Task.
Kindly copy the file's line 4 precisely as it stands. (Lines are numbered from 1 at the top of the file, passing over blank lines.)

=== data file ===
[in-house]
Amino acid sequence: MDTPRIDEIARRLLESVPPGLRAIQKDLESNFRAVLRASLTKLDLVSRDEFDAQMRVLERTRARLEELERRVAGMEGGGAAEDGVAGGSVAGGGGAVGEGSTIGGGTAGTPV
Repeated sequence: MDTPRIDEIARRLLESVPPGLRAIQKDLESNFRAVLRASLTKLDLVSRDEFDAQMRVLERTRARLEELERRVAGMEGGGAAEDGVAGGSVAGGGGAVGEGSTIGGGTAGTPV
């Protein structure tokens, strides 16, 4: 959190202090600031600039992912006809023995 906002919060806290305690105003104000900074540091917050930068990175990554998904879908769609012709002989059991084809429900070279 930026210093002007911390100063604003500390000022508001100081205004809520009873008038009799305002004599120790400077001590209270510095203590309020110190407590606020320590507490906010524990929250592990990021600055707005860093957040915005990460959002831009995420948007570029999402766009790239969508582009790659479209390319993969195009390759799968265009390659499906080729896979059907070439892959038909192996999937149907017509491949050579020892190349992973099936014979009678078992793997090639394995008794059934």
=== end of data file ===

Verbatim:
């Protein structure tokens, strides 16, 4: 959190202090600031600039992912006809023995 906002919060806290305690105003104000900074540091917050930068990175990554998904879908769609012709002989059991084809429900070279 930026210093002007911390100063604003500390000022508001100081205004809520009873008038009799305002004599120790400077001590209270510095203590309020110190407590606020320590507490906010524990929250592990990021600055707005860093957040915005990460959002831009995420948007570029999402766009790239969508582009790659479209390319993969195009390759799968265009390659499906080729896979059907070439892959038909192996999937149907017509491949050579020892190349992973099936014979009678078992793997090639394995008794059934």